Political Blog

Find posts by keyword
Find posts by date

Print
Email
|

Thieneman will be on Election Day ballot; residency controversy still tarnishes his eligibility

by WHAS11

WHAS11.com

Posted on November 5, 2012 at 5:55 PM

LOUISVILLE, KY. (WHAS11) -- Now to a state senate race in Kentucky that may have voters confused Monday afternoon.

A judge has ruled Chris Thieneman's name will appear on the ballot on Election Day. But his eligibility is still very much in question, after questions about his residency.

In his last minute pitch to voters, incumbent Democrat Perry Clark made sure they knew of his Republican challenger's residency controversy.

Chris Thieneman, meanwhile, says while people who live in the South End know he's one of them, concedes that a lawsuit challenging whether he has lived in the 37th Senate District for the one year minimum has not helped his cause.

“I don't think it's going to cost us the race. Is it going to make it tighter? Absolutely,” Chris Thieneman(R), senate candidate, said.

After Judge Charles Cunningham said Friday that he needed more information such as utility bills of different Thieneman properties to determine the Republican's true home, Thieneman produced a box full of documents in a show of transparency.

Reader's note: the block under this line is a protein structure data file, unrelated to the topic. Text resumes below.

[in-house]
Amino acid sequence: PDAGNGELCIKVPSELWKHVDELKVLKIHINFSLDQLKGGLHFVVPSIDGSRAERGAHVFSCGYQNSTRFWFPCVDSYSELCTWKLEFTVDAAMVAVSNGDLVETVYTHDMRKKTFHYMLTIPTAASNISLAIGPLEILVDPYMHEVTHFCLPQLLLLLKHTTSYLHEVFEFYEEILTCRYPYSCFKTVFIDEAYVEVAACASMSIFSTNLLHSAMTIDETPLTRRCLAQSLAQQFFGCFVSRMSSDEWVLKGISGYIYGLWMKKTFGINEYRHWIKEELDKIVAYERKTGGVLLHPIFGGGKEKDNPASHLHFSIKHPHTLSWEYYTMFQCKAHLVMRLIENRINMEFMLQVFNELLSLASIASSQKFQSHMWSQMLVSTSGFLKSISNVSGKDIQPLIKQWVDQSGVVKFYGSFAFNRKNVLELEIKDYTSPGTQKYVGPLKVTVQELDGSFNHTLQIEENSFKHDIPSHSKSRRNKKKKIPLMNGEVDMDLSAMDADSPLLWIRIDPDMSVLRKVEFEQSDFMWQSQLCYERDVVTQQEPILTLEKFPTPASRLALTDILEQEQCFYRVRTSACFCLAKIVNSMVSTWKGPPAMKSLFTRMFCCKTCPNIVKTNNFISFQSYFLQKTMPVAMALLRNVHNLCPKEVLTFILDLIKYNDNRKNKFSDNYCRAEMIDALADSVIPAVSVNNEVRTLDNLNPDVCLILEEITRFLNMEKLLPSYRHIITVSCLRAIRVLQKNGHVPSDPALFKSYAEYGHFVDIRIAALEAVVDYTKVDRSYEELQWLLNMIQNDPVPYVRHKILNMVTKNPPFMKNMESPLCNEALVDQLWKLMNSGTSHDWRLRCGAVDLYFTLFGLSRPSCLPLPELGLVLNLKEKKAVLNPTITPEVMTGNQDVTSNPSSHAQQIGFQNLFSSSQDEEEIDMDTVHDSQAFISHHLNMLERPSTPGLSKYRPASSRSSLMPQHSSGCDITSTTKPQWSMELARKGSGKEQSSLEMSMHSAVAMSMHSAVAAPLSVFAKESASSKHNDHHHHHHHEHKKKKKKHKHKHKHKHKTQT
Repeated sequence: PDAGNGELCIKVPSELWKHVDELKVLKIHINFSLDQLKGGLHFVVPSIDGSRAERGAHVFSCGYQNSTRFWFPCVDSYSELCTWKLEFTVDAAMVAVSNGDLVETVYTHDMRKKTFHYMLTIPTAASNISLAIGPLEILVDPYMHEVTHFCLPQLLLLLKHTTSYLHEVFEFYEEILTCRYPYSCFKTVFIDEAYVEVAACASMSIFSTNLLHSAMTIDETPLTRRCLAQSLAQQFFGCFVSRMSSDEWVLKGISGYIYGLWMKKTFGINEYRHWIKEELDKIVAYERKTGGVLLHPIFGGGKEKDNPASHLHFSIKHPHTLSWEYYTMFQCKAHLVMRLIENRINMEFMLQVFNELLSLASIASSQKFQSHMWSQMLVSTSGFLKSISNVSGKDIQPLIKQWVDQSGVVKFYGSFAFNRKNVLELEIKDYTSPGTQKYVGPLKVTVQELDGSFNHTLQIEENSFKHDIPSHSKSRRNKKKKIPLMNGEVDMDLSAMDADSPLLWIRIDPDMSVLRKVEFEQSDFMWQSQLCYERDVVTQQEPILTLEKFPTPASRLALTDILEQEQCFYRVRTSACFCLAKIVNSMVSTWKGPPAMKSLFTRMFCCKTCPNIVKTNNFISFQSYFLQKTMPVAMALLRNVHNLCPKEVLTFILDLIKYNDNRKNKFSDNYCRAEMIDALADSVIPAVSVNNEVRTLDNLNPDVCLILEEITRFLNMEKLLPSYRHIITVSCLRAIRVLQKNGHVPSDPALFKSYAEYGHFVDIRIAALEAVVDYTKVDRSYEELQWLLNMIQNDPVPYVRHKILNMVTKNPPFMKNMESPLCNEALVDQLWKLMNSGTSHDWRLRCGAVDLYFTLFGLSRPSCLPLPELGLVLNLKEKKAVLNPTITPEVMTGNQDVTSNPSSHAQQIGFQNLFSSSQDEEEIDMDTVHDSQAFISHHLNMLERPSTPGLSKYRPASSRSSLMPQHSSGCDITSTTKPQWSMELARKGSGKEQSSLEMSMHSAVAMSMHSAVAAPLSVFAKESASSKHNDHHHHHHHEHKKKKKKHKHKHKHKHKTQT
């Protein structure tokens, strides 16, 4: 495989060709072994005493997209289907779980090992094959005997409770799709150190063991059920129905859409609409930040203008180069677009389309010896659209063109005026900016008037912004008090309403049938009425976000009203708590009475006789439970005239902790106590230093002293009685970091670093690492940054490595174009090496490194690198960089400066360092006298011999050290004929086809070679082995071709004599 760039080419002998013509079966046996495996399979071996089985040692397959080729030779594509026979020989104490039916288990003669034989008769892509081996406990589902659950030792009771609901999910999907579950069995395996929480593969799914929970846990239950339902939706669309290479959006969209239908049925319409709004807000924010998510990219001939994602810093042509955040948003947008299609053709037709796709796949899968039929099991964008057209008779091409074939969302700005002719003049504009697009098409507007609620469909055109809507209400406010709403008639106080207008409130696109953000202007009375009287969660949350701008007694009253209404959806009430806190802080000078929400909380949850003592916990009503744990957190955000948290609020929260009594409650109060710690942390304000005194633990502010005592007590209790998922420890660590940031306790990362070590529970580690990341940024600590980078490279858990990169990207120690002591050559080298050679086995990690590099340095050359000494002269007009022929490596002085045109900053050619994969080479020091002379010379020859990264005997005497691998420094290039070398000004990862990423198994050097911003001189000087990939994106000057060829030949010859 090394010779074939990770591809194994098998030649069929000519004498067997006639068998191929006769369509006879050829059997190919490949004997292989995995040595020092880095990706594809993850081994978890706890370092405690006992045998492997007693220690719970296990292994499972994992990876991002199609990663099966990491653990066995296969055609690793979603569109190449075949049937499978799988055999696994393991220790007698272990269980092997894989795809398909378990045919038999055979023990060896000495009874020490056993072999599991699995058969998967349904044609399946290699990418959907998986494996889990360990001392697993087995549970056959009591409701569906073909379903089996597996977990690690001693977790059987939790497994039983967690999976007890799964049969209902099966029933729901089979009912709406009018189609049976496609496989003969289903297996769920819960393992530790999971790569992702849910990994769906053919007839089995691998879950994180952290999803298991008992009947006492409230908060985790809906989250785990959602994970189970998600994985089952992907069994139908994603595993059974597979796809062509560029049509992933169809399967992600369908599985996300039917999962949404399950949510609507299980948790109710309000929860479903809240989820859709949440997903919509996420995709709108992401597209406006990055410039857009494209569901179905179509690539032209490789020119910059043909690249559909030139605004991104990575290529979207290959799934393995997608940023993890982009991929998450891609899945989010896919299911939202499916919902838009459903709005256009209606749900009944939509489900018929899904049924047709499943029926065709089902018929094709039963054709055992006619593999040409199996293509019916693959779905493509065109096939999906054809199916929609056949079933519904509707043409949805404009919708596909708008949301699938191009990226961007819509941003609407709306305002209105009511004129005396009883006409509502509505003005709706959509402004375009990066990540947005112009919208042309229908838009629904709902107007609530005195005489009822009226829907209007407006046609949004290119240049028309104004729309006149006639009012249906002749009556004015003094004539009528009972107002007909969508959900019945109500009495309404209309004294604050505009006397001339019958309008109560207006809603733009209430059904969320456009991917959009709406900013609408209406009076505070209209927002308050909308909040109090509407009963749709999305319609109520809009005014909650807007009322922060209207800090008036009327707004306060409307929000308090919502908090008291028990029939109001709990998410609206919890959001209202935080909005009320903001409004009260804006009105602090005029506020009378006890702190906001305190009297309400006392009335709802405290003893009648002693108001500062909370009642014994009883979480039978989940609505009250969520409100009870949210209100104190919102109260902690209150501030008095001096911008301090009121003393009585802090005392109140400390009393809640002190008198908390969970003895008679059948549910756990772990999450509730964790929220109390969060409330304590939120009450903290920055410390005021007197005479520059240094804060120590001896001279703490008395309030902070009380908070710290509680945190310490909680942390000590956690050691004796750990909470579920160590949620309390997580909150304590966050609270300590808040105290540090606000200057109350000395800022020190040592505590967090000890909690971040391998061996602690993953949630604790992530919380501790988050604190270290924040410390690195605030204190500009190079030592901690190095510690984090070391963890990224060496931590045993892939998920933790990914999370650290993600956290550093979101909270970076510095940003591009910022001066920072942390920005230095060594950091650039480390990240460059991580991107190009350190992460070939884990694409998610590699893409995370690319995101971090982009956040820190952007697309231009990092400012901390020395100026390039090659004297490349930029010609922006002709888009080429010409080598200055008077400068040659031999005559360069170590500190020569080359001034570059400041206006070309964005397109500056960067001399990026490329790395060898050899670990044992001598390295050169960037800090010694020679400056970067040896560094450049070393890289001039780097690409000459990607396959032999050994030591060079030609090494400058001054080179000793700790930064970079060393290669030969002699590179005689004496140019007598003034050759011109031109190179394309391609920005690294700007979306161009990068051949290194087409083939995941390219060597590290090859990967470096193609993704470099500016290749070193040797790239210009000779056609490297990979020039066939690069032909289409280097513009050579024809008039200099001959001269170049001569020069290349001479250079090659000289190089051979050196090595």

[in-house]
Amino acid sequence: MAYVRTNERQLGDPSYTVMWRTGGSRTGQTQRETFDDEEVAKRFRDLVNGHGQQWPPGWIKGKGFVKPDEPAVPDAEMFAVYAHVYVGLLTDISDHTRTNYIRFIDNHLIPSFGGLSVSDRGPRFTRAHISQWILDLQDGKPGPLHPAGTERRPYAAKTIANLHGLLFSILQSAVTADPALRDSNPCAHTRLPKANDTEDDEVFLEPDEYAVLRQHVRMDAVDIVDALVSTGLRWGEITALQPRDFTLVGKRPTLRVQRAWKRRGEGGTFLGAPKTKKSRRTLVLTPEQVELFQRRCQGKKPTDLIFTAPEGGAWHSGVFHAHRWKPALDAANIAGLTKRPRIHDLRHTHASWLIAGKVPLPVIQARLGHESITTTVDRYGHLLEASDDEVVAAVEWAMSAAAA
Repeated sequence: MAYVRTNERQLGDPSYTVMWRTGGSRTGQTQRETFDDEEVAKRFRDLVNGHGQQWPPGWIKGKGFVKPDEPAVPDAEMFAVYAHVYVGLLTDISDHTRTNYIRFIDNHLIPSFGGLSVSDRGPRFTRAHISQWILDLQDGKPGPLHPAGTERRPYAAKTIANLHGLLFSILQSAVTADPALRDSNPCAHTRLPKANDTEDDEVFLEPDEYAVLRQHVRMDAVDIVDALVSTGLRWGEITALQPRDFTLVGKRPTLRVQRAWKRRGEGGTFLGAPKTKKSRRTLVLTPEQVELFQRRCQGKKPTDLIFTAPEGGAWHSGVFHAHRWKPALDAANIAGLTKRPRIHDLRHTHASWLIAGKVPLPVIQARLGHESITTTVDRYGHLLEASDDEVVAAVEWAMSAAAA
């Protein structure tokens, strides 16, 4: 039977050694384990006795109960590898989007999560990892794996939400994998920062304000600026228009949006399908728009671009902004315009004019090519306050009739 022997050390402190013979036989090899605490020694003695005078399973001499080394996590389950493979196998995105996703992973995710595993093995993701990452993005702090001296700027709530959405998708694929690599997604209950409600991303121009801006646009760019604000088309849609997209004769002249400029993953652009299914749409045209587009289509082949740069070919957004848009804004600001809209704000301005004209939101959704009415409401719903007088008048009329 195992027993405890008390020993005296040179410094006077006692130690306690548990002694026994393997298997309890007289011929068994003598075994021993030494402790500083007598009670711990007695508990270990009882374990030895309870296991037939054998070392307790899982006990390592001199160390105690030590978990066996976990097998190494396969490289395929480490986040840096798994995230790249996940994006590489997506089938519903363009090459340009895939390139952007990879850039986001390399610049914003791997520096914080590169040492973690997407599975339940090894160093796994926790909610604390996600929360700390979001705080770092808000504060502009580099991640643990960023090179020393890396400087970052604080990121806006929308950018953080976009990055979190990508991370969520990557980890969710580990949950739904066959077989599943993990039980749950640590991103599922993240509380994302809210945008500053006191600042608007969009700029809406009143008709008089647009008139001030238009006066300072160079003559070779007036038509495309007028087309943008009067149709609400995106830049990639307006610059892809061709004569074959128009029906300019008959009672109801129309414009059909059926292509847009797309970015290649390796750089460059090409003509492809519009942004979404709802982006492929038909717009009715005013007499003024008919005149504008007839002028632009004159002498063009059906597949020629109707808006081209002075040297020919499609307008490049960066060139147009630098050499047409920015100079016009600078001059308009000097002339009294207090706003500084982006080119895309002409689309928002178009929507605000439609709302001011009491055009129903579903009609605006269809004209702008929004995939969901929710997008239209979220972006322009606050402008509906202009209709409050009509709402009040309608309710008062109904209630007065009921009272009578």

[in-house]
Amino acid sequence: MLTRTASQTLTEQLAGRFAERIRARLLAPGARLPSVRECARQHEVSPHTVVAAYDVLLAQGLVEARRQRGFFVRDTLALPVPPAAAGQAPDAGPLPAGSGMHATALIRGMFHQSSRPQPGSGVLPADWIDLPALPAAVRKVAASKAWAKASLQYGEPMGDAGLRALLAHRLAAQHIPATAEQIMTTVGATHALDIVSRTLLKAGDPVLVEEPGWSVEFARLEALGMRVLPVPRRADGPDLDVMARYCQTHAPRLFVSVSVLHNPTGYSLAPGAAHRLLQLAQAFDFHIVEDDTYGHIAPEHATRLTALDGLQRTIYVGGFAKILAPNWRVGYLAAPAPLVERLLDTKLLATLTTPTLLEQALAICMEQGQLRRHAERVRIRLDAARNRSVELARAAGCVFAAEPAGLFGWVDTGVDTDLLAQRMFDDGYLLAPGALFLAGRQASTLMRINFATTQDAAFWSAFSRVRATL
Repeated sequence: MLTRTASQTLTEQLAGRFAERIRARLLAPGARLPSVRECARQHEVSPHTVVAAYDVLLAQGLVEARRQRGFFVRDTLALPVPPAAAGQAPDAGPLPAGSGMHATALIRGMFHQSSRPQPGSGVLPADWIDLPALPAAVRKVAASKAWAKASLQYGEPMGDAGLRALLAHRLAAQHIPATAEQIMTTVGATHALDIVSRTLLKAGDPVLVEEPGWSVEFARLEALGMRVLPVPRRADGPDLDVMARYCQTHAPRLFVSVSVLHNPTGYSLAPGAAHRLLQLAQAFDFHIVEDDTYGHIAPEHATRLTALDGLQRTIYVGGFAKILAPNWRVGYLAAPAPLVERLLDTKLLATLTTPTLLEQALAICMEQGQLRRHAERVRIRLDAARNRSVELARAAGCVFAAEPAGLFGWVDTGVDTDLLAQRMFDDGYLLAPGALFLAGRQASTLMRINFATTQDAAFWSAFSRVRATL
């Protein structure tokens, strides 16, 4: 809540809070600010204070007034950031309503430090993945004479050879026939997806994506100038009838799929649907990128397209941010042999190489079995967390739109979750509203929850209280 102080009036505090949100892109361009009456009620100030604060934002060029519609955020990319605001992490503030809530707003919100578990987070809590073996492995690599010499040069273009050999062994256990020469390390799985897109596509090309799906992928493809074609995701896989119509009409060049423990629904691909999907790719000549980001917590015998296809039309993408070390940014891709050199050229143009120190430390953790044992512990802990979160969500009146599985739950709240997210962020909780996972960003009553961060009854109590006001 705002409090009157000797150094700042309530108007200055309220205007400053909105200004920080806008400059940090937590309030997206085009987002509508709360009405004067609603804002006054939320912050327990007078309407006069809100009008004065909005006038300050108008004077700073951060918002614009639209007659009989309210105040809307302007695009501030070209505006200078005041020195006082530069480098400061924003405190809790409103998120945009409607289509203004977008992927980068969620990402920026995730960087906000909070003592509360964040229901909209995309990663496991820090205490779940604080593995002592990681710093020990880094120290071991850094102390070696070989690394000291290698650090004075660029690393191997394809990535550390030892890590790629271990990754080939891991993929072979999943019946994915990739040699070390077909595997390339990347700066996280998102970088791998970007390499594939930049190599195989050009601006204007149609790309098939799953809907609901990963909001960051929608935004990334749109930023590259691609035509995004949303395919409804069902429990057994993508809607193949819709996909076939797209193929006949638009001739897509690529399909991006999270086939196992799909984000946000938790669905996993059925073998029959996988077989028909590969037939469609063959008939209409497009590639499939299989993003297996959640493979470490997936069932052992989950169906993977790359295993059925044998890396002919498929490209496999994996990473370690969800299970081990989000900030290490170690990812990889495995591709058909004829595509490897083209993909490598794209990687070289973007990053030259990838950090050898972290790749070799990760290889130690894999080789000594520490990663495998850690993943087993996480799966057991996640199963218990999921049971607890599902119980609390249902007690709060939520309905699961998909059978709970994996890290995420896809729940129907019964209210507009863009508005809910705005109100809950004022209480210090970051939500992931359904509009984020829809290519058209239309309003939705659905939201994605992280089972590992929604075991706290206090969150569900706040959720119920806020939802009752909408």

“We're in a situation where Perry Clark lives in the district, no question.  Perry Clark has been a good Senator. I think there is no question of that,” Lieutenant Governor Jerry Abramson, said. “And his opponent, no one seems to be willing to say where he lives.”

Thieneman was thrilled to hear that the former five-term mayor of Louisville was campaigning for Clark.

“We’ve gotten nothing but dumped on in the South End by that mayor,” Thieneman said. “And I hope he walks to every door.”

And Thieneman is reminding voters that Clark has a controversy of his own -- while touting a medical marijuana bill in July, Clark admitted to WHAS11 that he smokes pot.

“I don’t think you should do illegal drugs while you’re working for us. He can’t even sell a fish sandwich at Mike Linnigs, they have a drug policy,” Thieneman said.
 

Print
Email
|